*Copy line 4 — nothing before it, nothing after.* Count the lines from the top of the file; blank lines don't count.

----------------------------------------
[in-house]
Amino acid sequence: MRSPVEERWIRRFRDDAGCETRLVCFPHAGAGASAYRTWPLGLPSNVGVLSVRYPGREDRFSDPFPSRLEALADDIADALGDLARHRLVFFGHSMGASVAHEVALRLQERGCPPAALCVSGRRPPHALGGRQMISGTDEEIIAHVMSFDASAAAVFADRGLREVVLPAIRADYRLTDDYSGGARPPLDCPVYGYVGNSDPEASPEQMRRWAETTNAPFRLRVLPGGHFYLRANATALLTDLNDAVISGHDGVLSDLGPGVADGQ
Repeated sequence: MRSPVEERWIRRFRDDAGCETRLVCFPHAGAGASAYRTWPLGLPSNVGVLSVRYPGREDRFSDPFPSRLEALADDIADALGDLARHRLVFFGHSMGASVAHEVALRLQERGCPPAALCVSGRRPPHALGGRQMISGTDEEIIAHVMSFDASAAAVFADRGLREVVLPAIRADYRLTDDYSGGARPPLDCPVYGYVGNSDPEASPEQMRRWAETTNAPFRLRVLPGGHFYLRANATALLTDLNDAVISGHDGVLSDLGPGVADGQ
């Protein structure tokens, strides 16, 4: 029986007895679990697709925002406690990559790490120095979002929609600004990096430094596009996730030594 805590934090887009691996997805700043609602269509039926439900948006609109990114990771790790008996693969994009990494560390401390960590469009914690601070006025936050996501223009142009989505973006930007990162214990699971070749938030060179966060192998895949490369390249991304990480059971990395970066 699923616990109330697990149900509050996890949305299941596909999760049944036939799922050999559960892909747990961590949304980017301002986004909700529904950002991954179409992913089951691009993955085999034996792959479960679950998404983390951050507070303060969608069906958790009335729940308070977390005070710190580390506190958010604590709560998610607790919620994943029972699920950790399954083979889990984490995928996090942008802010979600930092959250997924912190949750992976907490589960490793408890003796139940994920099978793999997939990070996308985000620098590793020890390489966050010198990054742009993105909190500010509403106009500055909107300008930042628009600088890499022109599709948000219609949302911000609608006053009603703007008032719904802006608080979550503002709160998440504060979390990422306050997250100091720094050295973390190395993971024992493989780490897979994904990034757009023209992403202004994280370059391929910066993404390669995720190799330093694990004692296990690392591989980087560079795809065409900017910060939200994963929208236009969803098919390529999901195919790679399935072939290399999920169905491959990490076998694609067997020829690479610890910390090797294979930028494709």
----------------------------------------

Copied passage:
């Protein structure tokens, strides 16, 4: 029986007895679990697709925002406690990559790490120095979002929609600004990096430094596009996730030594 805590934090887009691996997805700043609602269509039926439900948006609109990114990771790790008996693969994009990494560390401390960590469009914690601070006025936050996501223009142009989505973006930007990162214990699971070749938030060179966060192998895949490369390249991304990480059971990395970066 699923616990109330697990149900509050996890949305299941596909999760049944036939799922050999559960892909747990961590949304980017301002986004909700529904950002991954179409992913089951691009993955085999034996792959479960679950998404983390951050507070303060969608069906958790009335729940308070977390005070710190580390506190958010604590709560998610607790919620994943029972699920950790399954083979889990984490995928996090942008802010979600930092959250997924912190949750992976907490589960490793408890003796139940994920099978793999997939990070996308985000620098590793020890390489966050010198990054742009993105909190500010509403106009500055909107300008930042628009600088890499022109599709948000219609949302911000609608006053009603703007008032719904802006608080979550503002709160998440504060979390990422306050997250100091720094050295973390190395993971024992493989780490897979994904990034757009023209992403202004994280370059391929910066993404390669995720190799330093694990004692296990690392591989980087560079795809065409900017910060939200994963929208236009969803098919390529999901195919790679399935072939290399999920169905491959990490076998694609067997020829690479610890910390090797294979930028494709």